With a pedigree provenance and a chrome plated handle, Victoria is truly one of a kind. I acquired her on trade for some presswork that ranged from the mundane relocation and reassembly of litho, intaglio, and type presses to the sublime opportunity to restore a vintage intaglio press once owned and used by Max Ernst. Victoria's previous owner was none other than the world famous artist and collector of all things, luckily presses included, James Turrell. He had stored her for about a decade in an old wooden barn in Flagstaff, AZ.
While she reminisced about her active years cradling rows of lead type to be transformed into poetry by Black Sparrow Press in California she became one with nature. Translation - when I got her she had mice living in the carriage, cabinets, and motor box. On the day I drove up from the Phoenix valley to the mountains of Flagstaff, drop deck trailer in tow, it began to snow further adding to the legendary status of the odyssey.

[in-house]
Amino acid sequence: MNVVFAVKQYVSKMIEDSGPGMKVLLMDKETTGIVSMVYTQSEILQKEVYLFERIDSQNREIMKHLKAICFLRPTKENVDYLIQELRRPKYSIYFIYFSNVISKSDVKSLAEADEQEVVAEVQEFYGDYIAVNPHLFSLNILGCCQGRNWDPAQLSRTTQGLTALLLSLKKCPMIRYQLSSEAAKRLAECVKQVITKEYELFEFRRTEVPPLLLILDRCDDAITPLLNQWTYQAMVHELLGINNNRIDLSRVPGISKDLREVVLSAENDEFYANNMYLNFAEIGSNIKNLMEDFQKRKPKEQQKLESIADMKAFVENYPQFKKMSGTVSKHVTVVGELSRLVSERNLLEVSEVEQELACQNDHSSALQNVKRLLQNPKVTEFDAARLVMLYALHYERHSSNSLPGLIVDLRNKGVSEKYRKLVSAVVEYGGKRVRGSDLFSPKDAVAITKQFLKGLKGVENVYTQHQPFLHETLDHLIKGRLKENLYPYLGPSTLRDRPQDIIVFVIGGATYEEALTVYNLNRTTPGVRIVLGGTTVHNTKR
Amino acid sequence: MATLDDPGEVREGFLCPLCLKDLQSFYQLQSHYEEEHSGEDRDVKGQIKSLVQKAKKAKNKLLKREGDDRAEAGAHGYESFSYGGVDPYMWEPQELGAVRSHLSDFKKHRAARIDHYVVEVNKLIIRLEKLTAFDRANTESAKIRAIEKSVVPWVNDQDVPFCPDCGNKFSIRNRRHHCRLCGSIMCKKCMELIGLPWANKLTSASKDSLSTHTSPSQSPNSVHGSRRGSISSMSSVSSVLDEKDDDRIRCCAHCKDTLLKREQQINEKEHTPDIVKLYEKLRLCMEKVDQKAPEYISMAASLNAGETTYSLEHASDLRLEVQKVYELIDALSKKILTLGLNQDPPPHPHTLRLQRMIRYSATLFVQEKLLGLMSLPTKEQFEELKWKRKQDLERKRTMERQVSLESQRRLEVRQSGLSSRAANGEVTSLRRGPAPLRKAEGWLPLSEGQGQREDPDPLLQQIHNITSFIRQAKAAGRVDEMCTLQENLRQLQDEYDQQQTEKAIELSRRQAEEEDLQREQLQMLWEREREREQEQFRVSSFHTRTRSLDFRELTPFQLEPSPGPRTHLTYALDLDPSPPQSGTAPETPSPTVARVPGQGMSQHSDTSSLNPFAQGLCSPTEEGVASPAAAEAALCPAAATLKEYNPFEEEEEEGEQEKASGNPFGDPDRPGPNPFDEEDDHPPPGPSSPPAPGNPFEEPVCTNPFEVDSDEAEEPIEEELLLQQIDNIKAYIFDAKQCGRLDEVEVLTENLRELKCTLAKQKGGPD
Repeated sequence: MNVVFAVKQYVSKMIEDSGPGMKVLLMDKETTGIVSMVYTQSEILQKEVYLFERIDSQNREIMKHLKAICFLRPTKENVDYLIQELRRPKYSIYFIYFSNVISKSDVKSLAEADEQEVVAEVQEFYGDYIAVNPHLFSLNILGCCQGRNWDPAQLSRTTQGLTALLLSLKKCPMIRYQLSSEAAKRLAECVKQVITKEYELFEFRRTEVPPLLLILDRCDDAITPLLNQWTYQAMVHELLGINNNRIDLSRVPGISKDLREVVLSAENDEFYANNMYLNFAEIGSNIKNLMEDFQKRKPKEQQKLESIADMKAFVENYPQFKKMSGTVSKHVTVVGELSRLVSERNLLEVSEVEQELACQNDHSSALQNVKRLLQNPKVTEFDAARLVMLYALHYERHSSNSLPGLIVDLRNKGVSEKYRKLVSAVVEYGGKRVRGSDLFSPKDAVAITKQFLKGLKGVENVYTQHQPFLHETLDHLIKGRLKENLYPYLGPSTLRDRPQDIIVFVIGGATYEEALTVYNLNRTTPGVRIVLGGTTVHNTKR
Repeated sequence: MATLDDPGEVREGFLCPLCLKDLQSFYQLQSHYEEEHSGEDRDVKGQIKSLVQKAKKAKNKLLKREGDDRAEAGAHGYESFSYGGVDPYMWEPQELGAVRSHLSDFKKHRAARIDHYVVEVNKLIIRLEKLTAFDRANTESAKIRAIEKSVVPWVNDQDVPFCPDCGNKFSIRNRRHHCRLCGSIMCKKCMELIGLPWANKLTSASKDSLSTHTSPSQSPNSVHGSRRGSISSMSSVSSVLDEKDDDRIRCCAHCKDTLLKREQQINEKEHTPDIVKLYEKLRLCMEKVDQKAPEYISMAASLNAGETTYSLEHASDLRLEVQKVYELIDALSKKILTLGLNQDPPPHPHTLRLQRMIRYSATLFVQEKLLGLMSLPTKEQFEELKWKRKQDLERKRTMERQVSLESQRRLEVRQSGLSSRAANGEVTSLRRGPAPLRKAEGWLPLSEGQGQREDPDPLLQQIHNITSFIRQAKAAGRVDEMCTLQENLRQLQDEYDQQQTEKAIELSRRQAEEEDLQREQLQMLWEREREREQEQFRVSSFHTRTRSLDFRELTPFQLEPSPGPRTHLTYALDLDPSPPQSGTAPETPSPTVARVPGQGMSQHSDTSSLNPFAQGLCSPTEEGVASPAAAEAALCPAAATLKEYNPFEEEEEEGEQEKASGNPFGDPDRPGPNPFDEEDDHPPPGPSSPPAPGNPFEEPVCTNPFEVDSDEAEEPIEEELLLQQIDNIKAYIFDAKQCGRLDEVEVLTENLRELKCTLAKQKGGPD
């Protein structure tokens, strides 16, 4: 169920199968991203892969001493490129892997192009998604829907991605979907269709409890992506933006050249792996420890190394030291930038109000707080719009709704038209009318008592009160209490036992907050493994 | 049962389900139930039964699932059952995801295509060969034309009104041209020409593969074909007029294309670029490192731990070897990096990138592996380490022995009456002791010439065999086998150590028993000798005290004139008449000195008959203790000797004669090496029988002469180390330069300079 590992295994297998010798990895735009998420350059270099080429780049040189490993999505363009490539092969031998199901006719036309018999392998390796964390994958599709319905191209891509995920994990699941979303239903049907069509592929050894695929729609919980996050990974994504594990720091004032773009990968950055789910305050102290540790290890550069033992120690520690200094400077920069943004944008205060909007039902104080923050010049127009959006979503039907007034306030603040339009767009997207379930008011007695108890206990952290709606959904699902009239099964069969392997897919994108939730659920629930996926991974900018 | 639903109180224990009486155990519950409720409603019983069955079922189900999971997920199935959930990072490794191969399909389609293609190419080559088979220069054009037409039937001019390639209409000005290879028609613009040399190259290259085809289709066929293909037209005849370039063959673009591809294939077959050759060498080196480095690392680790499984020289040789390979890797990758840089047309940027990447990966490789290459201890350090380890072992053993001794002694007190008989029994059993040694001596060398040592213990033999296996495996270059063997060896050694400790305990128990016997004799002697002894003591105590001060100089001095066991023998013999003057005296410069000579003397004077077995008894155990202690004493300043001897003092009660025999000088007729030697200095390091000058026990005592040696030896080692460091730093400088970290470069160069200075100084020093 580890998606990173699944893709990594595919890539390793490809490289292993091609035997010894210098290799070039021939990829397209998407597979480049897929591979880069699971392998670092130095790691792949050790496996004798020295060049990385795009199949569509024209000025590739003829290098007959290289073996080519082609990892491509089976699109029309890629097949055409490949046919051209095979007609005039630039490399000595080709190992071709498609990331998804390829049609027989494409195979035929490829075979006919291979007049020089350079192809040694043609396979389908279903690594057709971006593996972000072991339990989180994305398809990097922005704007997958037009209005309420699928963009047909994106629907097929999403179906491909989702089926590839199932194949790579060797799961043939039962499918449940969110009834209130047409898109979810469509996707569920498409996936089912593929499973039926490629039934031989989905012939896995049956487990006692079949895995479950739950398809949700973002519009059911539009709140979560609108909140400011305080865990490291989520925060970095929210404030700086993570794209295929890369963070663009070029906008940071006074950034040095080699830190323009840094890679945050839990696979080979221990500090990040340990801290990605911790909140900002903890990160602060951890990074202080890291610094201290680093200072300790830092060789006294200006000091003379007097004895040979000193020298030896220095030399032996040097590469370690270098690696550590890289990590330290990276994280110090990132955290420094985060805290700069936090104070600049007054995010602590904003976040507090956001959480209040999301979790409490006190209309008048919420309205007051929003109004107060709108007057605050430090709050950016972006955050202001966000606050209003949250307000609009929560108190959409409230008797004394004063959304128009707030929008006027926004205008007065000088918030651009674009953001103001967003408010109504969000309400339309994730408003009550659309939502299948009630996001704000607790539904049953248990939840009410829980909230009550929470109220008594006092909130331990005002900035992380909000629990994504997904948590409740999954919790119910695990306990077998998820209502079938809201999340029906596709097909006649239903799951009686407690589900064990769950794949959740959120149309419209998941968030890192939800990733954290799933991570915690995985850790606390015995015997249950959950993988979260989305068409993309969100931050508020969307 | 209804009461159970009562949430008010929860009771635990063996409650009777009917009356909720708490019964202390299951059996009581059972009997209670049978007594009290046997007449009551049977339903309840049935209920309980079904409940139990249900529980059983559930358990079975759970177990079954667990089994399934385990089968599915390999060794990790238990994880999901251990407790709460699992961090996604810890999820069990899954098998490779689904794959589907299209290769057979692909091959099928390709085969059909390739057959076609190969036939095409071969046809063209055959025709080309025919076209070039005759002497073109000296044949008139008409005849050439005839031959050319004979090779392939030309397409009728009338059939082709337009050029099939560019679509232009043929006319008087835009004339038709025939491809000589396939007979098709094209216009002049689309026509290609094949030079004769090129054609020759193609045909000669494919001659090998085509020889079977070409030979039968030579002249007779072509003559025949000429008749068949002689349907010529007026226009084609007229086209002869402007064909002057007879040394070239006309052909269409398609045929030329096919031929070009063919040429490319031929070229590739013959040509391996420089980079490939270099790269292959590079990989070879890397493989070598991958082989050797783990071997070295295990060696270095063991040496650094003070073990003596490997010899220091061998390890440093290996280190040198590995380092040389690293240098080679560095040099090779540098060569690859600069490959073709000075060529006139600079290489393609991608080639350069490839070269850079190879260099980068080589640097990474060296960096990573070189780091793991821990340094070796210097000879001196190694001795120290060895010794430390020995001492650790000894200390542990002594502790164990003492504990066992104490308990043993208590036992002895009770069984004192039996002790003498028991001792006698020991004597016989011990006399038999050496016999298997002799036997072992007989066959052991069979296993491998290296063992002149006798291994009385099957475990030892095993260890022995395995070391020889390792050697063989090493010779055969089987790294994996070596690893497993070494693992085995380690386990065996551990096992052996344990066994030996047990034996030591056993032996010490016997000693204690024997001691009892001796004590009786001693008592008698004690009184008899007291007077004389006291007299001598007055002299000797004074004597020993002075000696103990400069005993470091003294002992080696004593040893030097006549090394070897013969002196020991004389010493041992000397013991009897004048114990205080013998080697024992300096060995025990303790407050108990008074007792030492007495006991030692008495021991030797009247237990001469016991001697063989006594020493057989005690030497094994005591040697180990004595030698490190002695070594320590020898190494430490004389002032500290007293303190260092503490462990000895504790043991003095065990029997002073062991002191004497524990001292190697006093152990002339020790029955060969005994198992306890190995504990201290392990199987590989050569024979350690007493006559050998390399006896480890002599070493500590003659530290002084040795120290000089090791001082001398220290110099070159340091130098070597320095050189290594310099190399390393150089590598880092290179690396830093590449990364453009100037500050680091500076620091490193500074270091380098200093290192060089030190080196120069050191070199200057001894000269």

For the next two years and four months my one car garage became shop and spray booth. Throwing about 5 -10 hours per week at it with plenty of dry spells along the way the press was disassembled, each part cleaned, repainted, and finally reassembled. Fully assembled she weighs in at around 1,300 pounds, at one point I had removed so many parts I was able to lift one end off the ground by myself. No corners were cut as all attention was to detail, from the custom two-tone paint job with added accent color to the chrome plated handle.
Her last move was to a designated operating spot in my studio (ironically in a renovated barn) in Scottsdale, Arizona where she will reside until her final relocation to my "retirement" studio in Cuernavaca, Mexico, date yet to be determined.